What are the odds that the signature on the cover of Taylor Swift’s self-titled debut album from 2006 depicts her actual and personal signature (she would have been 17 at the time)?

Or, could it be that the highly marketed and consistent trademark signature is more about the branding and packaging of the artist and not actually her own handwriting or penmanship?

If the above signature is not actually penned by Taylor Swift what would that say about her brand, if anything? Would it make her brand any less authentic? Or does a vocal artist get a pass on handwriting, penmanship, and personal signatures, especially at the age of 17, and even thereafter, since it doesn’t affect the authenticity of the voice (remember Milli Vanilli?) (Classic YouTube video here).

Do you suppose TS fans have an expectation that the Taylor Swift signature trademark represents her actual, personal signature? If so, would their decision to purchase goods be affected if the signature was actually penned by another? Probably not, but if so, would that subject the trademark registration to cancellation on deceptiveness grounds? Or, on the other hand, do fans assume and expect the trademark signature to be part of the artist’s professional handling, more like they would view assistance from a make-up artist, hair stylist, and/or airbrushing expert?

Now, given all that, as a trademark type, how would you answer the apparently frequent question: "How can I get a Taylor Swift Autograph"?

As we learned with the recent criticism involving Sarah and Bristol Palin’s attorney (who failed to obtain the necessary written consents at the time of application), perhaps, the best bet might be to scour the USPTO database for Ms. Swift’s personal written consent to federally register the Taylor Swift name as a trademark, as TMEP 1206.04(a) reads:

Must Be Personally Signed. When a name, portrait, or signature in a mark identifies a particular living individual . . . the mark can be registered only with the written consent of the individual . . . . The consent must be a written consent to the registration of the identifying matter as a mark, and must be personally signed by the individual whose name or likeness appears in the mark.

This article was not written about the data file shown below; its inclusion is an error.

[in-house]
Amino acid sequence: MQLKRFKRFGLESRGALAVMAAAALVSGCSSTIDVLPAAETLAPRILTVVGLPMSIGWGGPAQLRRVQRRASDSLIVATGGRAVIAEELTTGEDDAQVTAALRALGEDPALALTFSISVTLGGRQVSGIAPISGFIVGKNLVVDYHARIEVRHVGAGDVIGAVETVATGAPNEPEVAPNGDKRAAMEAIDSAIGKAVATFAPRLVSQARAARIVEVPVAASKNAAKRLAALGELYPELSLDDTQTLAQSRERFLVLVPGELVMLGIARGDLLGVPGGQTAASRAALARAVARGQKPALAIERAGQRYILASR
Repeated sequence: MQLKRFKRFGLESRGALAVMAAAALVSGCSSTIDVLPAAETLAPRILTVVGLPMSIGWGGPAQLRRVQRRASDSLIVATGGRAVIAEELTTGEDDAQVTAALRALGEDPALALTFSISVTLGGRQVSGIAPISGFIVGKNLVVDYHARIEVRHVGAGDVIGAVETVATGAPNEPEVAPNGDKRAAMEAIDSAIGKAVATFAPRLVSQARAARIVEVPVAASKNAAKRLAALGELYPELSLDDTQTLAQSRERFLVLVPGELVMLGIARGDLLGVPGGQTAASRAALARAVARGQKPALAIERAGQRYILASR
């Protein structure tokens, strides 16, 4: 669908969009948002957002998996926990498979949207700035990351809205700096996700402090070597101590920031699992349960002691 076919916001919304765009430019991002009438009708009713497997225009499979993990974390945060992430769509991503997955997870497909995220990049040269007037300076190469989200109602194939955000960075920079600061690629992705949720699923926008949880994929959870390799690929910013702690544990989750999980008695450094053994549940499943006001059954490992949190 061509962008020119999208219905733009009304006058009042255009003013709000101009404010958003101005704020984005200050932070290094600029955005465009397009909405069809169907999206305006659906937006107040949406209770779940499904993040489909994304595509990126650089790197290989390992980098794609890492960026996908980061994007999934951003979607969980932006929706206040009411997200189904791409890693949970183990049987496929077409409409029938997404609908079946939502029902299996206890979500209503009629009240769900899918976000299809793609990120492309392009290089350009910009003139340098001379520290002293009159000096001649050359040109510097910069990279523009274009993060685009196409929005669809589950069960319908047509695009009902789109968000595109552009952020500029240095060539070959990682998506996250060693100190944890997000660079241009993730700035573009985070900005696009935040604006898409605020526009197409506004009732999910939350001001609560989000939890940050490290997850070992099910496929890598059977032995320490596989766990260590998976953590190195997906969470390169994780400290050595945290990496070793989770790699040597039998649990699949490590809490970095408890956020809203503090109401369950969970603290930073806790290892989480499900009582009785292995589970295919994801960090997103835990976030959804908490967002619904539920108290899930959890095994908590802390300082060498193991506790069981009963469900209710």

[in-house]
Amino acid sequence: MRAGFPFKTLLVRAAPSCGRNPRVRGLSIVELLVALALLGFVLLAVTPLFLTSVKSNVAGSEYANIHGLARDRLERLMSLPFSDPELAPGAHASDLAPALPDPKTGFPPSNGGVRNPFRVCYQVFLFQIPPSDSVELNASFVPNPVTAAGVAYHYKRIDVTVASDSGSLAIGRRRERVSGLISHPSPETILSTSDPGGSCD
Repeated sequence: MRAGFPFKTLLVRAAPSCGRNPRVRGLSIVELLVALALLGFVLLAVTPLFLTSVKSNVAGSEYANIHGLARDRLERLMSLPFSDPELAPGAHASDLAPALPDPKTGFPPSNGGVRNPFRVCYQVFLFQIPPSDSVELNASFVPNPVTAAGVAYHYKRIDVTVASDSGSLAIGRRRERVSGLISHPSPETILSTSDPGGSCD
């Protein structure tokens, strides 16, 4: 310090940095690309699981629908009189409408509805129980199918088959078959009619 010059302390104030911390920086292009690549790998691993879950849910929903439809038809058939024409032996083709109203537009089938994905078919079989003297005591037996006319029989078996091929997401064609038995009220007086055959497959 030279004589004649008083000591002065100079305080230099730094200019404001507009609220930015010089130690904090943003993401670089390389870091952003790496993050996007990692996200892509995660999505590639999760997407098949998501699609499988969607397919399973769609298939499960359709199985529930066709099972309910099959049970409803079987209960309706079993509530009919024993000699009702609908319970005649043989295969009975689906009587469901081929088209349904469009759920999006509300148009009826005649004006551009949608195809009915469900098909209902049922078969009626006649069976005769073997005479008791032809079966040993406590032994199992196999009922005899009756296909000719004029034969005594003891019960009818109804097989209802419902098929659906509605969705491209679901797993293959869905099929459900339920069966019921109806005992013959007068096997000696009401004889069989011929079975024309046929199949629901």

Just don’t be surprised if it looks nothing like the signature appearing on her album/CD covers:

The highly marketed and consistently branded trademark signature is on the left and Ms. Swift’s personal signature, as submitted to the U.S. Trademark Office, on January 8, 2008, is on the right.

Linked here are some additional written consents with Taylor Swift’s personal signature as of May 11, 2009, October 5, 2010, and December 15, 2010. Not exactly a model of brand consistency. 

More to the point of consistency, or the lack thereof, our challenge to handwriting experts is below the jump, showing a collage of photos for sale on eBay, each claiming to be signed by "the" Taylor Swift:

  

  

 

  

  

If the signatures are authentic, it appears Ms. Swift has as many signatures as outfits.

Coming full circle, perhaps this best explains the need for the consistently branded Taylor Swift signature trademark.

  • Steve,
    Personally, I believe that authenticity lives in the experience. In the case of Milli Vanilli, the experience was a facade and therefore inauthentic.
    Generally speaking, when I think of a singer or a band, I don’t expect to see a CD with a hand-signed cover. If Taylor was a visual artist, than there would surely be an issue here, but as she is a recording artist, it doesn’t detract from my experience.
    The Taylor Swift experience is brought to life on stage. The typeface displayed on the cover of her debut album is merely a graphic representation of that experience. Interestingly enough, on Disney’s website, they offer it up as the “Taylor Swift Official Font” which they call Satisfaction: http://disneychannelneeds.blogspot.com/2009/06/taylor-swift-official-font.html Now, that might be a bit deceiving!
    On a quick iTunes search, it appears that Taylor Swift is at least somewhat consistent in using this same type treatment on her covers. If we think of a “signature” as a distinctive mark, then yes, Taylor Swift definitely needs to work on making her actual signature consistent!
    Great post!
    Laura Savard
    Brand Expressionist®
    Blackcoffee®

  • Great post, Steve. For additional interesting celebrity signature trademark news, see the Office Action response filed 12/15/2010 in Application S.N. 85012943 (THE OPRAH WINFREY NETWORK) which contains Oprah’s consent – provided on a different mark (OPRAH) and signed on October 12, 2001. I have no idea how that was accepted by the USPTO! See page 3 of the response here: http://www.scribd.com/doc/50361122

  • Great post, Steve. For additional interesting celebrity signature trademark news, see the Office Action response filed 12/15/2010 in Application S.N. 85012943 (THE OPRAH WINFREY NETWORK) which contains Oprah’s consent – provided on a different mark (OPRAH) and signed on October 12, 2001. I have no idea how that was accepted by the USPTO! See page 3 of the response here: http://www.scribd.com/doc/50361122

  • Andy

    I love taylor swift and if you tell us her email and phone number and where shelives that will be more great!!!!!!!!!!!!!!!!!!!!!!!!!!!!!!!!!!!!!!!!!!!!!!!!!!!!!!!!!!!!!!!!!!!!!!!!!!!!!!!!!!!!!!!!!!!!!!!!!!!!!!!!!!!!!!!!!!!!!!!!!!!!!!!!!!!!!!!!!!!!!!!!!!!!!!!!!!!!!!!!!!!!!!!!!!!!!!!!!!!!!!!!!!!!!!!!!!!!!!!!!!!!!!!!!!!!!!!!!!!!!!!!!!!!!!!!!!!!!!!!!!!!!!!!!!!!!!!!!!!!!!!!!!!!!!!!!!!!!!!!!!!!!!!!!!!!!!!!!!!!!!!!!!!!!!!!!!!!!!!!!!!!!!!!!!!!!!!!!!!!!!!!!!!!!!!!!!!!!!!!!!!!!!!!!!!!!!!!!!!!!!!!!!!!!!!!!!!!!!!!!!!!!!!!!!!!!!!!!!!!!!!!!!!!!!!!!!!!!!!!!!!!!!!!!!!!!!!!!!!!!!!!!!!!!!!!!!!!!!!!!!!!!!!!!!!!!!!!!!!!!!!!!!!!!!!!!1

  • michelle

    I love Taylor Swift she’s my most favorite sing in the whole galxey